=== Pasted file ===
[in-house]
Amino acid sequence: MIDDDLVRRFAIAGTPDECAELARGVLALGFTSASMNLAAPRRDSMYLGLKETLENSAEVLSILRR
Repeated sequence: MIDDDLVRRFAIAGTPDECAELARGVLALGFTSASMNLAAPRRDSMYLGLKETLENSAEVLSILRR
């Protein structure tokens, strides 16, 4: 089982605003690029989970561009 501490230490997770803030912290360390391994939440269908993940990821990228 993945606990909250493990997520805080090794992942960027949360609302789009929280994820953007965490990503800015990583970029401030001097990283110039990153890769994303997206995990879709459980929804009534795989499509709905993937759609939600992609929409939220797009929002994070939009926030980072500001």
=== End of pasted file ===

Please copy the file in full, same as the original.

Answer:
[in-house]
Amino acid sequence: MIDDDLVRRFAIAGTPDECAELARGVLALGFTSASMNLAAPRRDSMYLGLKETLENSAEVLSILRR
Repeated sequence: MIDDDLVRRFAIAGTPDECAELARGVLALGFTSASMNLAAPRRDSMYLGLKETLENSAEVLSILRR
């Protein structure tokens, strides 16, 4: 089982605003690029989970561009 501490230490997770803030912290360390391994939440269908993940990821990228 993945606990909250493990997520805080090794992942960027949360609302789009929280994820953007965490990503800015990583970029401030001097990283110039990153890769994303997206995990879709459980929804009534795989499509709905993937759609939600992609929409939220797009929002994070939009926030980072500001």